A pilot was killed as he ejected seconds before a U-2 spy plane crashed in Northern California during a training mission, according to reports on Wednesday (21 September).
The instructor on board, who also ejected, survived, but no details were immediately released about his condition by officials at Beale Air Force Base, near Marysville.
Neither of the victims were identified as officials contacted next of kin. The cause of the crash is currently being investigated.
The U-2 Dragon Lady, assigned to the 1st Reconnaissance Squadron, went down in flames shortly after takeoff Tuesday (20 September) as it crashed in the Sutter Buttes, a mountain range about 60 miles (96.5km) north of Sacramento, reported KRCA-TV.
Witnesses said they spotted three parachutes — two with men, and one carrying some kind of equipment. Beale base commander Colonel Larry Broadwell said fellow pilots and support staff were emotional about the crash.
"We are saddened by our airman's death and offer condolences to the family and all who are mourning this tremendous loss," Air Force Chief of Staff General Dave Goldfein said on Twitter.
Broadwell immediately defended the plane. saying: "I would match the safety record of a U-2 with any other aircraft the Air Force flies," he said. "We are going to continue flying U-2 missions around the world and around the clock."
The Dragon Lady is a surveillance and reconnaissance aircraft, capable of flying at extremely high altitudes almost twice as high as most commercial airliners travel. Because it is engineered to fly at high altitudes, it is among the most difficult aircraft to fly at low altitudes.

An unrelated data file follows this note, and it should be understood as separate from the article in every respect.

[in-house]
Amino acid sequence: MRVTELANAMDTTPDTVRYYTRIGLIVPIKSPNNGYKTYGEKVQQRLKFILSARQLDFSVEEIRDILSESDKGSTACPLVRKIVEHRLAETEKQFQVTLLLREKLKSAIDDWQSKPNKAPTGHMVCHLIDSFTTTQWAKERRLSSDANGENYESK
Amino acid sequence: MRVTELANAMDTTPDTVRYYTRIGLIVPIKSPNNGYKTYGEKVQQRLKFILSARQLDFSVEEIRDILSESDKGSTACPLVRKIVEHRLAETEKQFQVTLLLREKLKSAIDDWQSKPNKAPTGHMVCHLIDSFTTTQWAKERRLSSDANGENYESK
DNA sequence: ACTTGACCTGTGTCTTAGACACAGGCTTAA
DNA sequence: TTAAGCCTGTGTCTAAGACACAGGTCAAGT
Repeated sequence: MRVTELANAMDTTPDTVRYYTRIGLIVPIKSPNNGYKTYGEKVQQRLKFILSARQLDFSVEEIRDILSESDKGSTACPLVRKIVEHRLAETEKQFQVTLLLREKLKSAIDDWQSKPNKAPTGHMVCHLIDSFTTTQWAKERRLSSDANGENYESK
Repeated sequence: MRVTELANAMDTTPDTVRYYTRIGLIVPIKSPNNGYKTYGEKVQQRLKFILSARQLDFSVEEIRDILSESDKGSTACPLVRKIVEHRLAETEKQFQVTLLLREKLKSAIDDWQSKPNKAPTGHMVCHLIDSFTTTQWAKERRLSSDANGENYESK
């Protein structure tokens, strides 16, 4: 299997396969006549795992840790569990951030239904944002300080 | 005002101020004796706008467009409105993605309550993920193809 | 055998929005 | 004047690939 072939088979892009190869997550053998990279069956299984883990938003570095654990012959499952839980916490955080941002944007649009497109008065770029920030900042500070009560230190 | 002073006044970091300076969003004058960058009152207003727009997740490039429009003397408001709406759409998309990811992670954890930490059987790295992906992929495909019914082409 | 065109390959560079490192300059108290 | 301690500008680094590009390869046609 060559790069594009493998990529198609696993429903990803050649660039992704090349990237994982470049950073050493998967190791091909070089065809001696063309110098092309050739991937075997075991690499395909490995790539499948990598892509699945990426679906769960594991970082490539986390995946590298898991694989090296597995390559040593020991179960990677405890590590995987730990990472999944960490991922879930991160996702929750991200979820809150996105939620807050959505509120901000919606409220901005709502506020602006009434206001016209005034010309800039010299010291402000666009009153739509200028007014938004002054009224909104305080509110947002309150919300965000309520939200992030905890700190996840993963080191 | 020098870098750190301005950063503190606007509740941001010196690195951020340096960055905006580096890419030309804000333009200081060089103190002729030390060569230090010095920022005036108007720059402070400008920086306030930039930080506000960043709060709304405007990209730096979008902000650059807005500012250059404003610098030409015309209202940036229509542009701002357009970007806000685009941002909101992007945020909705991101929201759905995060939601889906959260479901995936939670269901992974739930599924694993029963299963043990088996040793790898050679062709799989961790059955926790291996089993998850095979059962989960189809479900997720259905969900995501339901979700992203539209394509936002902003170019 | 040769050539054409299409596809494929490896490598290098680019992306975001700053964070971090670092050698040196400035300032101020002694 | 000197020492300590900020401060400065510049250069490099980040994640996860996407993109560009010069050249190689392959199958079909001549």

Investigators will search for a crash cause, but will also look into whether the ejector seats and parachute properly deployed, and whether the pilot hit debris after ejecting, Michael Barr, an aviation safety instructor at the University of Southern California, told the Associated Press. "If the chute didn't properly deploy, that would be fatal," Barr said.
In 1996 a U-2 plane from Beale crashed in nearby Oroville, killing the pilot and a female customer in the parking lot of the local newspaper who had just renewed her subscription.
The ejector seat had been deployed, but the pilot was found dead still strapped in some distance away.
Beale, which houses 4,500 military personnel, is home to the nation's fleet of single-seat U-2 aircrafts and the similar double-seat model used for training pilots. It is also the base for another training aircraft, the T-38 Talon, plus the RQ-4 Global Hawk, an unmanned surveillance drone.